Further details of how the adaptive transcoder 230 determines which frames to replace with Pseudo-P frames are now provided. An MPEG stream consists of I, P and B type frames. I frames, or “intra” frames, are spatially compressed frames. P frames, or “predicted” frames, are predicted from I frames or other P frames using motion prediction. B frames, or “bi-directional” frames, are interpolated between I and P frames. P frames achieve a bit reduction of approximately fifty percent from their corresponding I frames. B frames achieve bit reduction of approximately seventy-five percent from their corresponding I frames. Actual bit reduction differs according to the content of a picture and the mix of I, P, and B frames in the stream and various other settings for spatial compression. For example, if a stream includes a large number of B frames, then replacing some of the B frames with Pseudo-P frames would greatly reduce the bit-rate of the stream. In the invention, whenever there is reduction in available bandwidth, which is detected and fed back to the invention by the rate controller, the invention retains as many as possible of the most important frames that can be transmitted at the reduced bandwidth, and replaces some of the less important frames with Pseudo-P frames, according to the frame rank that is assigned to each frame in a bit stream by the frame ranker subsystem 350. During frame replacement, since the B-coded frames achieve a greatest bit reduction they are replaced first.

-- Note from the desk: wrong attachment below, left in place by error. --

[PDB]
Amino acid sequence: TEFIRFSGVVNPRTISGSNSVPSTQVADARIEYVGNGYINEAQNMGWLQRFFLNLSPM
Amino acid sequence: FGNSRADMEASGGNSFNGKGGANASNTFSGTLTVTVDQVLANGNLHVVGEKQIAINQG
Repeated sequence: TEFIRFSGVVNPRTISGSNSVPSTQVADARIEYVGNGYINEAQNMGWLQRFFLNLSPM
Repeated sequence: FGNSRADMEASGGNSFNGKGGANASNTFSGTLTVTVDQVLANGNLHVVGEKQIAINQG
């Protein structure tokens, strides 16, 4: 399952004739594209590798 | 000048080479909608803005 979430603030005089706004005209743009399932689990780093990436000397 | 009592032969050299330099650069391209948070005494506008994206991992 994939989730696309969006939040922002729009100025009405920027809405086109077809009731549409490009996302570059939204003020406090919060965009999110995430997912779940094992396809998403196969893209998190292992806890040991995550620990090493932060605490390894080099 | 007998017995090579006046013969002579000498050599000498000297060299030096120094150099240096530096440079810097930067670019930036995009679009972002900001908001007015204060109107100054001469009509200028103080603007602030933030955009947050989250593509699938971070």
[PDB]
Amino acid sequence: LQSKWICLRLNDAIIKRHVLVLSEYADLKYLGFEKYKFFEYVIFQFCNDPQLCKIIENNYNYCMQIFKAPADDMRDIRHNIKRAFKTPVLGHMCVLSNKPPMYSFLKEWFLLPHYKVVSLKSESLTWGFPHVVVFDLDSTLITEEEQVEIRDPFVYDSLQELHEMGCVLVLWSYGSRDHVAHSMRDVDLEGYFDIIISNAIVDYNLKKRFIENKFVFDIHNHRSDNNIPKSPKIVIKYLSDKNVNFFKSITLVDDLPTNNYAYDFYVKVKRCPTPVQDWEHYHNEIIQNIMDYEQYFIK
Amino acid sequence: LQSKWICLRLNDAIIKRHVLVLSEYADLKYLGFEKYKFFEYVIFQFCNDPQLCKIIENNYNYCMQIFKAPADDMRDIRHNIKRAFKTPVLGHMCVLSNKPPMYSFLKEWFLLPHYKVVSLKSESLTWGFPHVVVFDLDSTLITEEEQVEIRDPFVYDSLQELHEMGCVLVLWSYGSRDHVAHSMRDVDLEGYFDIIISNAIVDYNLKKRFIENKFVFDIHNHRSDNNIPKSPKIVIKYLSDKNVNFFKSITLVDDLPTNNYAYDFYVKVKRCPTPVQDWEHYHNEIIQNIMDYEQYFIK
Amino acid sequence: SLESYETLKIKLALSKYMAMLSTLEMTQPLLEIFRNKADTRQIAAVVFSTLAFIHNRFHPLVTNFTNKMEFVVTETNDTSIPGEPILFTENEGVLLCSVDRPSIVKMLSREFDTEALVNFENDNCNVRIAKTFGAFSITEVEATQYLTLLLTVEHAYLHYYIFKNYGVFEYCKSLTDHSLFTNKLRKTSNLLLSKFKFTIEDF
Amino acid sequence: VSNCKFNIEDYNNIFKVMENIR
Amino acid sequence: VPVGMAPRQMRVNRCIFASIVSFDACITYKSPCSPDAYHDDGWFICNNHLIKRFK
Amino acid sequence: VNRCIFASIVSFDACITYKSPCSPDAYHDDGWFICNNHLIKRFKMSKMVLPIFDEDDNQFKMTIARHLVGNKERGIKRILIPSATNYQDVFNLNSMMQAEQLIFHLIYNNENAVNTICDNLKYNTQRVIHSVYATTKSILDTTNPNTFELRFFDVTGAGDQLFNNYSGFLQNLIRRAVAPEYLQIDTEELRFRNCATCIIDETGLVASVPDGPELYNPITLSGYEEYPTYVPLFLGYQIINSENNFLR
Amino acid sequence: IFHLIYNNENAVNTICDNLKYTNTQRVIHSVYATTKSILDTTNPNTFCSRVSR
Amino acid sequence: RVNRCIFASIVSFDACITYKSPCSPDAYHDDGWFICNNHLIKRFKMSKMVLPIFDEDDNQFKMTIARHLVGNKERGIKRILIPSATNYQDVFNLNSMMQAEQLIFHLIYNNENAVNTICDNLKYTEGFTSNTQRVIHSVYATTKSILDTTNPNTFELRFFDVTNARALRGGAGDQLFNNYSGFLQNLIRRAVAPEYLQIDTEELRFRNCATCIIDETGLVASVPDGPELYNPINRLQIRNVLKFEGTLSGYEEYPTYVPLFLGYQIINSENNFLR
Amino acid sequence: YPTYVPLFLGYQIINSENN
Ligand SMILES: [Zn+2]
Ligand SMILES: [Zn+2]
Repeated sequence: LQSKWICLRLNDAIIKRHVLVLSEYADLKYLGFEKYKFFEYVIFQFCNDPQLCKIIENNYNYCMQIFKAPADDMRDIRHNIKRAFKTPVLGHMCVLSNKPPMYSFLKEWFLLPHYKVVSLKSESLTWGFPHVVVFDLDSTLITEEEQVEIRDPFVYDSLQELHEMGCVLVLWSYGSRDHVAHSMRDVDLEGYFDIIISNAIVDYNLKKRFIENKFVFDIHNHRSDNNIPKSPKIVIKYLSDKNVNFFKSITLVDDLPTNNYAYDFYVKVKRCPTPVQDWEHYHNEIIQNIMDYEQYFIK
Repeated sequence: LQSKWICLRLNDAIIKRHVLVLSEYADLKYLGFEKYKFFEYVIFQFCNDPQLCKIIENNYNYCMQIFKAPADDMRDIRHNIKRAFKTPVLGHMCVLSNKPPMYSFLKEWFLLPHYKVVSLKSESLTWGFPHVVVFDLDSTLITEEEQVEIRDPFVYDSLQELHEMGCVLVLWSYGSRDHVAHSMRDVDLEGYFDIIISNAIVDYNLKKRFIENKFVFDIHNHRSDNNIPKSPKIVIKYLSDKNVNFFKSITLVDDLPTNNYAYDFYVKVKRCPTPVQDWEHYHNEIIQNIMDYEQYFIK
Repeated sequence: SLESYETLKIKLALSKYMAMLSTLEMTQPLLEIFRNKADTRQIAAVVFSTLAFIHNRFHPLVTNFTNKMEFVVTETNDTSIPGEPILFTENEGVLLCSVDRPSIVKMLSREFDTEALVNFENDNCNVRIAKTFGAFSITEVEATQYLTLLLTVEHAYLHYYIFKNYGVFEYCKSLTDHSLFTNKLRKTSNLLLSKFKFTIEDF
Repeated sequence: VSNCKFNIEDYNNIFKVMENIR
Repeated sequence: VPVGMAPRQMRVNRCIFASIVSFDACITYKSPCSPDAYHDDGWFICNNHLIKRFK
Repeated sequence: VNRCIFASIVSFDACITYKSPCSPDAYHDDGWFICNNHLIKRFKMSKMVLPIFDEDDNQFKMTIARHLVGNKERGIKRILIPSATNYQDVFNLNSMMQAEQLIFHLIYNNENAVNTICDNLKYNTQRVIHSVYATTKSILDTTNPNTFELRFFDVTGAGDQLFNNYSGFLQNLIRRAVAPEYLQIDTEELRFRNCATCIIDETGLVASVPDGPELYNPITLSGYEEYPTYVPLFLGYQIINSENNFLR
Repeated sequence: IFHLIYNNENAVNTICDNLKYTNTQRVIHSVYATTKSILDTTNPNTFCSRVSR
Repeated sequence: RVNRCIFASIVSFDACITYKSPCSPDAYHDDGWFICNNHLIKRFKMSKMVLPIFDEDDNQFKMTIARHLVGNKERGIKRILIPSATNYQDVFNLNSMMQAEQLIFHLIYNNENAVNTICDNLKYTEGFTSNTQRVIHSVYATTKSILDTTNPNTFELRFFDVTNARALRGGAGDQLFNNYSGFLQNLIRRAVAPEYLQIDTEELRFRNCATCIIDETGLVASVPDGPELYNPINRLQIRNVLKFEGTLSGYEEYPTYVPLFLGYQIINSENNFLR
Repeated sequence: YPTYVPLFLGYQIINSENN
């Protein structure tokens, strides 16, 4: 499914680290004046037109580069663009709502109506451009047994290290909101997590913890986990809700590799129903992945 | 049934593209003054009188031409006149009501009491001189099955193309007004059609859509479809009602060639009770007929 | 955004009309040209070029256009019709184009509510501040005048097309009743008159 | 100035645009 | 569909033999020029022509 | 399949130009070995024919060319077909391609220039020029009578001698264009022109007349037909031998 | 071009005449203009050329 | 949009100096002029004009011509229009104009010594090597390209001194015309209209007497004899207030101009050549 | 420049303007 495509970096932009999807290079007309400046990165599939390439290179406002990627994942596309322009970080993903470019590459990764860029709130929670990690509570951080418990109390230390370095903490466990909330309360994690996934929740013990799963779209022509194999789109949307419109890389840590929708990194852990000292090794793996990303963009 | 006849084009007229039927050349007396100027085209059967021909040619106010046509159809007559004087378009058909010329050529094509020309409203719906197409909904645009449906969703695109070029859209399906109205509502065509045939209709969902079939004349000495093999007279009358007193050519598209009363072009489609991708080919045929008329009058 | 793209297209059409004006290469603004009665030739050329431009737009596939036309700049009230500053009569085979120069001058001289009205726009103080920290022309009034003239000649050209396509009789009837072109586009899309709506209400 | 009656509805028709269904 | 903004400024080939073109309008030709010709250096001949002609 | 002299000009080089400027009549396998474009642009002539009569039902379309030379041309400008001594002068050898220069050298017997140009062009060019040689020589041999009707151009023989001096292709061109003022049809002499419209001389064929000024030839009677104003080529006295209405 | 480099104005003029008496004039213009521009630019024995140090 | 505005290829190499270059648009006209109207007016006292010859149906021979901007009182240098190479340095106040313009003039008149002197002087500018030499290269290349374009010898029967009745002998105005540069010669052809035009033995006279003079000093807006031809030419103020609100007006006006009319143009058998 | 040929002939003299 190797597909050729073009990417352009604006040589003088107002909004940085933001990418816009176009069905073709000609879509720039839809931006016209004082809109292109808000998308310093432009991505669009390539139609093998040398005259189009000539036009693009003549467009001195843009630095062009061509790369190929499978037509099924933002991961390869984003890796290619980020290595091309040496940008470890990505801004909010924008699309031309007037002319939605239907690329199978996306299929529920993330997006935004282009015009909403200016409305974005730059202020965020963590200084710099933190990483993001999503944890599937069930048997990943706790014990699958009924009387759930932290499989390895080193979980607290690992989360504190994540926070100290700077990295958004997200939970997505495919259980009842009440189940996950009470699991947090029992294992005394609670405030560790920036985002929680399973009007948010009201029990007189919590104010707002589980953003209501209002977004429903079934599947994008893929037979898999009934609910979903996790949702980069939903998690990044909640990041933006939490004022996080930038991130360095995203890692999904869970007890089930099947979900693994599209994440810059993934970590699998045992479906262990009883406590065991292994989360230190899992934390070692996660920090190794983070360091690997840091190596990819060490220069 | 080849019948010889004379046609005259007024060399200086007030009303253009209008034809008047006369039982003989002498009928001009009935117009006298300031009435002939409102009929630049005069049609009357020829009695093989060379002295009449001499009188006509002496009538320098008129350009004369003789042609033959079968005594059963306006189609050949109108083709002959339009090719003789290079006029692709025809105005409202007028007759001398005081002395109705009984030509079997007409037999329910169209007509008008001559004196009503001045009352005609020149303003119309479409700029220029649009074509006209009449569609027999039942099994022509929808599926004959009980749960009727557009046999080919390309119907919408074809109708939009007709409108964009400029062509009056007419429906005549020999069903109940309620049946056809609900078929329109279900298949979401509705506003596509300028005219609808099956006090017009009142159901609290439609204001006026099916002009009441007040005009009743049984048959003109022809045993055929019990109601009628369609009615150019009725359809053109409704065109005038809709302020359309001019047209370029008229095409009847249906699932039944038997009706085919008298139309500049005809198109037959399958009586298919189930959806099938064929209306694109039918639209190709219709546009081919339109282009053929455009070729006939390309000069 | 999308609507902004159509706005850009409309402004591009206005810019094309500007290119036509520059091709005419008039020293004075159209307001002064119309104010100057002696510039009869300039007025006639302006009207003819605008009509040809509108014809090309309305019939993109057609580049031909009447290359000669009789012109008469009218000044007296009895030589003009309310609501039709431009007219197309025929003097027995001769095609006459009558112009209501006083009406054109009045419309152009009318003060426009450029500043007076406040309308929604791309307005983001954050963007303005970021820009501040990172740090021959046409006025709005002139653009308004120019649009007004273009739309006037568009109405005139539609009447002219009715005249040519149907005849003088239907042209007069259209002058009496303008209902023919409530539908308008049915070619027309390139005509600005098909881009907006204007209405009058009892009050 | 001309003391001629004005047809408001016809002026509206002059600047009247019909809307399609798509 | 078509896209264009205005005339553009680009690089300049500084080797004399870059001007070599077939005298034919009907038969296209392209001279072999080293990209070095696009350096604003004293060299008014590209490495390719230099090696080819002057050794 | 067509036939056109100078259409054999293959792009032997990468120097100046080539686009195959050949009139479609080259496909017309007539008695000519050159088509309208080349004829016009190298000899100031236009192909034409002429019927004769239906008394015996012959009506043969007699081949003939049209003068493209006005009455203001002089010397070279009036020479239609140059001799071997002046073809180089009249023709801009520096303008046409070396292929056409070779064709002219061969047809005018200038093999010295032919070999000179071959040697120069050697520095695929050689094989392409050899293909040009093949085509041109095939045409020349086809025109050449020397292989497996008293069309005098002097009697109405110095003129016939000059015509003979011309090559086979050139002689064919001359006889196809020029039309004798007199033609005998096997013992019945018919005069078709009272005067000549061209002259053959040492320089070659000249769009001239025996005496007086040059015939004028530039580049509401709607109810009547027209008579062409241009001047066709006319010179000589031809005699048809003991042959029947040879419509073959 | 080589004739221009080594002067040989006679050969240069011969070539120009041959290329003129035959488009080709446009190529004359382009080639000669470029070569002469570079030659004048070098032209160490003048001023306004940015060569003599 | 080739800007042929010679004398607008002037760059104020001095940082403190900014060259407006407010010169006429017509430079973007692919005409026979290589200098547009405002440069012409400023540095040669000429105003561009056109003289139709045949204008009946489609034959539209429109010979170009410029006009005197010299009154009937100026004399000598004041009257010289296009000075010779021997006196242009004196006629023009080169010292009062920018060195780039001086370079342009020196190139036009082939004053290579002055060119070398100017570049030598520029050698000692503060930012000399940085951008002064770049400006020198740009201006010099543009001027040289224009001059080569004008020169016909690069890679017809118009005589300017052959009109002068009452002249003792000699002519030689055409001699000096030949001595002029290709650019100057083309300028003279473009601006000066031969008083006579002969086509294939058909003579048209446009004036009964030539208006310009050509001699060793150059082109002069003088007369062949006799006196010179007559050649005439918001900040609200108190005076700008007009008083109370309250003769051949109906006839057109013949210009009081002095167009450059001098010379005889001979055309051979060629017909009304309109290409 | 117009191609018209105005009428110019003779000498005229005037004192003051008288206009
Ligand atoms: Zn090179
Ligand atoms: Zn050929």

FIG. 4 depicts an illustrative Pseudo-P frame. As depicted in FIG. 4, each Pseudo P-frame is coded with only a few bits. Thus, the impact of a Pseudo P-frame on display of video stream is nearly instantaneous. A Pseudo-P frame replaces a current frame and replicates a previous decoded (and displayed) frame. A Pseudo P-frame thus causes the previous frame to be re-shown. More specifically, during the instant that a Pseudo-P frame replaces a B frame, there is no motion in the video. The Pseudo-P frames use the MPEG coding scheme but essentially contain no video data. Rather, they are data frames that instruct the decoder on the client to continue showing the previous frame for the duration of time that the frame which the Pseudo-P frame replaces was to be shown. If the bandwidth reduces further, a Pseudo-P-frame also replaces the P frame. In the case of very low bandwidth, a Pseudo-P frame may also replace an I frame. This method of frame replacement allows replacement of either only a B frame with a Pseudo-P frame or allows bit-rate reduction by replacing a P frame and a B frame, which depends on the P frame from which the B frame was interpolated, with Pseudo-P frame. However, because replacing only the P frames of a stream with Pseudo-P frames affects each of the B frames that depend on those P-frames, Pseudo-P frames cannot be used to replace only P-frames. Rather, if a P-frame is replaced with a Pseudo P-frame, the B frame which depends from the P-frame is also replaced with a Pseudo P-frame. Thus, the less bandwidth that a client has available, the slower the resulting video display, creating a slideshow effect. When a client has greater bandwidth capabilities, the resulting video display is closer to that of a full motion video. Therefore, this invention allows the resulting bit stream to be scaled from full motion video to a slide show kind of bit stream.